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I just cannot resist. My muse Nancy sent this to me, and I have watched it — er, a lot — in the last 12 hours. I don’t care if it’s planned, choreographed, worked out. That it’s an advert. It’s still community art, and I love it.

Who hasn’t wanted to dance in a big open space like Liverpool Street Station? How perfect would that be?!

Check out this short film on the making of it too: you just have to, for the guy at the end who says something like ‘it was five minutes of love, man’… Just absolutely great.

Happy Monday.

I guess I don’t get to list all the people I’m so glad to know and see — again. But I do want to express one thing: welcome back Deborah! She’s moved her site. And I for one am breathing a sigh of relief. Life without Deborah’s sparkle hardly bears thinking about.

I’m hanging onto your sparkle, Deborah….



I’ve progressed from pedometer to gym. Oh yes I have. So far (okay, two days in) I absolutely love it. I know I’m behind with this. I know it. Don’t write and tell me. But being inside my own music, cycling, or doing the dreaded chin-ups…It’s not that far off my all time favourite activity, now limited by my knees. I can deal with hard work to good music, anyway.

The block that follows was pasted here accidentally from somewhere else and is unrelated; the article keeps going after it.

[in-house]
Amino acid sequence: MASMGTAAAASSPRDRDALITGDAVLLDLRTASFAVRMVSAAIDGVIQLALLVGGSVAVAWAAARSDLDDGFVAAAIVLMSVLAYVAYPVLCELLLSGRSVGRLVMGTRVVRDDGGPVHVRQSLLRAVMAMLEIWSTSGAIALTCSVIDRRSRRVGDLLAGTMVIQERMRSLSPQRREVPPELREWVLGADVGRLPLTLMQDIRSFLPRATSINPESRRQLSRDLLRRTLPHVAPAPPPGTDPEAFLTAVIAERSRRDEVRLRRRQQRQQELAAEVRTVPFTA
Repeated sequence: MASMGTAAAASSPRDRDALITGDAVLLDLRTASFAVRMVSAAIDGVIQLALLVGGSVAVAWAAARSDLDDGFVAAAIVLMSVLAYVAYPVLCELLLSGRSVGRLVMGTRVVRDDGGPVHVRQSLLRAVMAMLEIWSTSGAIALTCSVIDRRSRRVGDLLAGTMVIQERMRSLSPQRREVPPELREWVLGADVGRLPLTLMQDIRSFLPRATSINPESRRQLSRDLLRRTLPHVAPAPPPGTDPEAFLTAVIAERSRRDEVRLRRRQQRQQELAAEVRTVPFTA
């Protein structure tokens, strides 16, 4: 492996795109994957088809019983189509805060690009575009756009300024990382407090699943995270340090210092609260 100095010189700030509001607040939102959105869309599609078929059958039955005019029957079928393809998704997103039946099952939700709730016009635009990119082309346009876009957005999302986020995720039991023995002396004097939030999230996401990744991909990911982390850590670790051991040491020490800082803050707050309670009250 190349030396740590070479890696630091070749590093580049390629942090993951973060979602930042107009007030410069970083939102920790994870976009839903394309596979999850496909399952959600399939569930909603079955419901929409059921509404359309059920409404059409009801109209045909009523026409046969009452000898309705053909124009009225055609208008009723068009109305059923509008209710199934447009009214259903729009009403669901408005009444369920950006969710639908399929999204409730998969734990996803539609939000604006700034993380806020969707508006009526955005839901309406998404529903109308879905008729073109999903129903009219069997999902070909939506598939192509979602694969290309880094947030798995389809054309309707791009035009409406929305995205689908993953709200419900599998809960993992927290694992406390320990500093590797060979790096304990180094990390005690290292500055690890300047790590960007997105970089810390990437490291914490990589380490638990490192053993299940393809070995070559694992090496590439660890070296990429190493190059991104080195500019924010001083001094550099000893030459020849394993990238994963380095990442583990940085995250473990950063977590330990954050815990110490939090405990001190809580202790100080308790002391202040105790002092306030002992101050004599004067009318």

I am not doing any writing. Just thought I’d make that clear. I could list everything else I’ve done — a chicken without the proverbial, in truth — but the heart of the matter is pretty simple. If I don’t make space soon, there’s not going to be much reason to carry on doing much of anything.

Any five minute a day bright ideas? I need a writing personal trainer. Embarrassingly, I’ve let myself go. To rack and ruin.

1) Been thinking about twins. Somehow, and for no clear reason. Except that weeks ago I saw what appeared to be twins (women) both running (separately, one behind the other) for a train in Charing Cross Station. And that day before yesterday I thought I walked past two shopping twins (women again), one with a young child, looking at face creams. And today I maybe saw the same two maybe women twins on Canterbury High Street, walking briskly. Maybe not. You’d think I’d know for sure. But I don’t. I’m wondering if it’s not unusual for me to be in an almost constant state of double take.

2) The number of people working on the house today all at once: 6

3) The number of posé turns I did across the floor in ballet: at least 50. No wonder I’m seeing twins.

4) Hauled a chest of drawers up three steps on my own. Last time I did something like that was 15 years ago, when I carried a different set up an entire flight single-handedly. Nevertheless, proud of myself. Even if R, E, and M might not like it in the sitting room.

5) One of the six men in my house today fixed the tumble dryer. He’d been round to fix the oven last year, and the washing machine several years before that. You’d think therefore that we had a relationship of sorts. Well, no. Despite five others being in the house — in the same open space indeed, talking and joking — I couldn’t entice him to a single off the cuff remark. He did inform me though that the thermostat had gone, in his opinion, because the filter was bunged up. He lifted it up to show me: should be able to see through there. Oops. I tried to tell him, my voice no doubt trailing off, that I did sometimes carry it up to the shower…I did, um, try. He remained unmoved.